Order Regarding Motion to Seal IPR2013-00340


Takeaway: Confidential information will be made public if the Board relies on it when rendering its Final Written Decision, and the Board may decide to make public any other confidential information provided in a USPTO proceeding to complete the record. One should determine if the evidence provided in a document containing confidential business information could be shown adequately through other means.

In the Order, the Board requested additional briefing on what information should be protected under seal. Petitioner and Patent Owner continued to dispute over what could be redacted in certain confidential documents when submitting them into the record. The Parties agreed to submit two “non-public” versions, i.e. a redacted version and a non-redacted version. In the redacted documents, the non-redacted portion would constitute information that the Patent Owner “needs” to make its case. Petitioner wanted both versions to remain under seal and intended to file a motion to expunge both versions at the end of the trial, except any version that the Board relied upon in a final written decision. Continue reading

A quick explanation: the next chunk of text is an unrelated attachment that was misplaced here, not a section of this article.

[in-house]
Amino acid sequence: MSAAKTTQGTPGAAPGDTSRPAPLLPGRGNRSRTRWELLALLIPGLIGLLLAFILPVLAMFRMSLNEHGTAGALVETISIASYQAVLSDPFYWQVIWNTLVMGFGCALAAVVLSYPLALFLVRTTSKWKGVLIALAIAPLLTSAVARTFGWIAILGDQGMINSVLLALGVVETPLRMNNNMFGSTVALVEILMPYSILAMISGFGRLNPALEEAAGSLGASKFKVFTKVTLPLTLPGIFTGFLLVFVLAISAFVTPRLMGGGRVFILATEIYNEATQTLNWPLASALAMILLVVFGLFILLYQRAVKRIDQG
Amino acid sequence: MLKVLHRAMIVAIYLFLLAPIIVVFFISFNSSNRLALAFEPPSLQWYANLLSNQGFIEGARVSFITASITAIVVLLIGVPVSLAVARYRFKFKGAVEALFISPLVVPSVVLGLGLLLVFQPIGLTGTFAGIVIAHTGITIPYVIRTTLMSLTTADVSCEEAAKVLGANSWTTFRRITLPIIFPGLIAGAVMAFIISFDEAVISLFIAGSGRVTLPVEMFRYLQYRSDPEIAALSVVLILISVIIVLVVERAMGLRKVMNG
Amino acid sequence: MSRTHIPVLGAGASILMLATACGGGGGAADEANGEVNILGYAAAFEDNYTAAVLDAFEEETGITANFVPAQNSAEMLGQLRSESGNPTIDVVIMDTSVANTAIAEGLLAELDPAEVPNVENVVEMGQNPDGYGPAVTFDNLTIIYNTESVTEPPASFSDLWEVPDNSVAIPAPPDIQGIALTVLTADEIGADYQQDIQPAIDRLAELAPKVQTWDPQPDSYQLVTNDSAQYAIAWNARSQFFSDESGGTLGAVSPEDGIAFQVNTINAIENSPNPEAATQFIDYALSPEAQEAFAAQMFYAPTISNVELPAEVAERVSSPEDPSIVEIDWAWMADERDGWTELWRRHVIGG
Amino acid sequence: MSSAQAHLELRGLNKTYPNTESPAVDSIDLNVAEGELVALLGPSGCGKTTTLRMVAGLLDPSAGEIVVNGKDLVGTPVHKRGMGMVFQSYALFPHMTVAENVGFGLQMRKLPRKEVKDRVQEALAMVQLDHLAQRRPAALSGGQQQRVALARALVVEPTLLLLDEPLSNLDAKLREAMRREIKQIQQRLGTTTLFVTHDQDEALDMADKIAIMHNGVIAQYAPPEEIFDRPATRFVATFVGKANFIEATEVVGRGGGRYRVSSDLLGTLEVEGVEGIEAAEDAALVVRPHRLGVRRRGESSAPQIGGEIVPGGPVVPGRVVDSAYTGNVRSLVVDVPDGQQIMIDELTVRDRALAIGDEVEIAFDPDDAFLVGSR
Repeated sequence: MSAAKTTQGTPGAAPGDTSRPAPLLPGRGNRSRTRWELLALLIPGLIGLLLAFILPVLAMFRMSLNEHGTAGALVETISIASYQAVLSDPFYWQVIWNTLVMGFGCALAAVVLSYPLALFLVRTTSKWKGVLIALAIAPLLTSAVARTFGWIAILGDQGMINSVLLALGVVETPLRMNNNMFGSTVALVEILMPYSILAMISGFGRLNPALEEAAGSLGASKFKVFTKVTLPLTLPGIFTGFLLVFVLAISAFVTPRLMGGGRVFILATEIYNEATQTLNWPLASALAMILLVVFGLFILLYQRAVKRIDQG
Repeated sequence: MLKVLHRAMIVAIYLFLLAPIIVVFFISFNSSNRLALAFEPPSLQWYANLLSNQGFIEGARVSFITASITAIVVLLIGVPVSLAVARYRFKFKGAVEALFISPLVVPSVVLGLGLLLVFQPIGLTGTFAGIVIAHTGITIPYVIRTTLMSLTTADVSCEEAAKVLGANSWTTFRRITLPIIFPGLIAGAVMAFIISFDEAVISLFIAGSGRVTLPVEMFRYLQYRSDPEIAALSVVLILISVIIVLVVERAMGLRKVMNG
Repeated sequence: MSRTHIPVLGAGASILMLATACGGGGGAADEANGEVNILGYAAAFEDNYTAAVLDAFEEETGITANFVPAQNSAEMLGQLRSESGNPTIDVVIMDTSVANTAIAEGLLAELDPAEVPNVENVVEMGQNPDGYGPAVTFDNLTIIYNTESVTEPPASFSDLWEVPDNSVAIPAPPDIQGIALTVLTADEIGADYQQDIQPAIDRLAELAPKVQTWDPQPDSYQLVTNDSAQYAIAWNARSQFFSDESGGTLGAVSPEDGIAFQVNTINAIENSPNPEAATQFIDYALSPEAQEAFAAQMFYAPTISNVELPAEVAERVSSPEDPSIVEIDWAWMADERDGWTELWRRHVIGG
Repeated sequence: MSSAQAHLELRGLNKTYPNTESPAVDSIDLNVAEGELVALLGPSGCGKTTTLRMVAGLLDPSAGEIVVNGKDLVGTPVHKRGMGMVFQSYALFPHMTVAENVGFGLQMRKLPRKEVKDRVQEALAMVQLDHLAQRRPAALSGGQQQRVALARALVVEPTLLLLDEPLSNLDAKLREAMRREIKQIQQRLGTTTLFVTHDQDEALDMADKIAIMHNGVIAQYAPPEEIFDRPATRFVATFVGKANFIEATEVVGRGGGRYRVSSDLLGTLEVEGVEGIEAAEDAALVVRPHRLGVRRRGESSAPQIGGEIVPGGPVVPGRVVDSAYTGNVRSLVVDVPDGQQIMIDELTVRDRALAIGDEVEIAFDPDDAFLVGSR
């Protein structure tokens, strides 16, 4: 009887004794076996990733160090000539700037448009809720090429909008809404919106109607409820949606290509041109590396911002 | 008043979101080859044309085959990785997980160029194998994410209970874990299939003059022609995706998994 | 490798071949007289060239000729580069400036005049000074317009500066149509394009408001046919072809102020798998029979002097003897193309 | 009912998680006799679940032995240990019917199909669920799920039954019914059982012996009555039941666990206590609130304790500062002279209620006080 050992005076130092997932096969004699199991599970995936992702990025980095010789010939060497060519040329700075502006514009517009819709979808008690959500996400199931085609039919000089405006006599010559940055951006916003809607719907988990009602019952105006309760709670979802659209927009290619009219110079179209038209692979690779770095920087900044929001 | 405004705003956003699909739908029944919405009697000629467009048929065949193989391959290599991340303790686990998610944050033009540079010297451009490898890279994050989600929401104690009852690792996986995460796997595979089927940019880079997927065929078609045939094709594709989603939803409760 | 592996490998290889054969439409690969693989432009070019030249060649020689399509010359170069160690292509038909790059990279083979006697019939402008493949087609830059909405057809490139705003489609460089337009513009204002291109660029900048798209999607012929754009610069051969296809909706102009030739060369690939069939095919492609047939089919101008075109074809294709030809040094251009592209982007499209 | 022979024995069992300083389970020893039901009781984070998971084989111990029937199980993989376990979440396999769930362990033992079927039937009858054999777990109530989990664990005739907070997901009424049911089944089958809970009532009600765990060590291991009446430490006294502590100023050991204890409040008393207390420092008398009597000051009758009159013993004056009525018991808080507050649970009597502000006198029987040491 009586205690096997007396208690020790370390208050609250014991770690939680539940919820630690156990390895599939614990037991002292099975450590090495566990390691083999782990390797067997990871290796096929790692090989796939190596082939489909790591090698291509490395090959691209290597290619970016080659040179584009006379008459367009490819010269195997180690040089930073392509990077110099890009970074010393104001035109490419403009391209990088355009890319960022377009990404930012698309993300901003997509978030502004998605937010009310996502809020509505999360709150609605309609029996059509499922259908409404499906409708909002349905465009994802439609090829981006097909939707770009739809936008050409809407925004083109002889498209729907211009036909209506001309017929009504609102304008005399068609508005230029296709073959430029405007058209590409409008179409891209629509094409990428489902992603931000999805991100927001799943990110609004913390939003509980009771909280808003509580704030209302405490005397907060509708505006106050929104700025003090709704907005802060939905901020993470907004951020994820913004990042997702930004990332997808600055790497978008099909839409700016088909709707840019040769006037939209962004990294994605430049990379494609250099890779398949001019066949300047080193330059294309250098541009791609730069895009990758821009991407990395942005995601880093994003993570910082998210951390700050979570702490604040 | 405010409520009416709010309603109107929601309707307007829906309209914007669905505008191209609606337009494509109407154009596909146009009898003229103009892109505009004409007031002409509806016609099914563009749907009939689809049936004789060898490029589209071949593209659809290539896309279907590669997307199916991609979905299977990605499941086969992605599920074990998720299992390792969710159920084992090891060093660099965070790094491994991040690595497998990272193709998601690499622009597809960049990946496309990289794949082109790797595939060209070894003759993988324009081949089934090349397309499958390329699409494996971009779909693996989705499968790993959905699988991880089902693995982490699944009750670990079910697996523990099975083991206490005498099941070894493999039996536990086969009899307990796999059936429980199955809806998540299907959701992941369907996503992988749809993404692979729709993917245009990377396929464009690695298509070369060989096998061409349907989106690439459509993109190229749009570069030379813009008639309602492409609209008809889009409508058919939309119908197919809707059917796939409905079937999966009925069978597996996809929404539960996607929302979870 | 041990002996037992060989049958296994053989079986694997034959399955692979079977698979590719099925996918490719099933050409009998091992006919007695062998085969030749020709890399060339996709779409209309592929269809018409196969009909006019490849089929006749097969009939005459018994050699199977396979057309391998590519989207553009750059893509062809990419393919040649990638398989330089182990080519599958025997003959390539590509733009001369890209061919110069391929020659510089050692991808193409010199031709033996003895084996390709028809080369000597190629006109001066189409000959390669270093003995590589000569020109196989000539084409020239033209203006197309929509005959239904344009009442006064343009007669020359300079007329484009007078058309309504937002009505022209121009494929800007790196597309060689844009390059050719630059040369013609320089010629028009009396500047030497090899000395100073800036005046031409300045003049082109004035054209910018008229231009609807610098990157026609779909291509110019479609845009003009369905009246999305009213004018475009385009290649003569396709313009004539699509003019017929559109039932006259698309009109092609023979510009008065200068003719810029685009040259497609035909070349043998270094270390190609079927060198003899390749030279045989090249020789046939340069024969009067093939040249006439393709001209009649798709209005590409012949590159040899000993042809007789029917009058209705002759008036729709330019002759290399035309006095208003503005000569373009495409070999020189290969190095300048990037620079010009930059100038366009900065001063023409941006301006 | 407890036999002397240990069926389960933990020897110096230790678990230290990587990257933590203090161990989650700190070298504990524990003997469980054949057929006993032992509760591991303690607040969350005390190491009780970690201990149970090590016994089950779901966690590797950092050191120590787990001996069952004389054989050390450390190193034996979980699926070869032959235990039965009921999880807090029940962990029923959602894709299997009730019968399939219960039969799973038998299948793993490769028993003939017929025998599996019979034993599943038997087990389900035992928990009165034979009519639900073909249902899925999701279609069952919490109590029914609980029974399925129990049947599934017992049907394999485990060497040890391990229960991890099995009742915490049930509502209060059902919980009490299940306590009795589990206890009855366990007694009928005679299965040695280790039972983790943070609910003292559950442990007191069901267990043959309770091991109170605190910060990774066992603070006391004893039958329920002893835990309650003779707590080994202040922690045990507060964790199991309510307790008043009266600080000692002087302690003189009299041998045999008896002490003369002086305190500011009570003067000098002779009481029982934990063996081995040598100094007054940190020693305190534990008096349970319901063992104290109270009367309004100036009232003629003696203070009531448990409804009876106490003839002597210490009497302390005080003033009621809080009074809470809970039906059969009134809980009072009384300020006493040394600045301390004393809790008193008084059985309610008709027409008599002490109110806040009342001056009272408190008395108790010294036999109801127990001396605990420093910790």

Denying Motion for Protective Order IPR2013-00368


Takeaway: The Board strongly prefers that the parties adopt the default protective order, and if a party files “highly confidential” materials that are relevant to patentability, then that party runs the risk that those materials may be made public.

In its Order, the Board declined to adopt Petitioner’s proposed protective order. The Petitioner and Patent Owner disagreed on whether documents submitted in the IPR would still be governed by the district court protective order. To protect sensitive material, the Petitioner proposed a protective order in the IPR that was similar to the district court protective order. Because the Patent Owner refused to accept the proposed protective order, a conference call with the Board was called. The Board did not find any of the Petitioner’s reasons sufficient to modify the default protective order. For example, the Board was not persuaded by Petitioner’s concern that Patent Owner’s in-house counsel are substantively involved in decision-making about their research and development efforts, such that the “highly confidential” materials would give Patent Owner a competitive advantage. Continue reading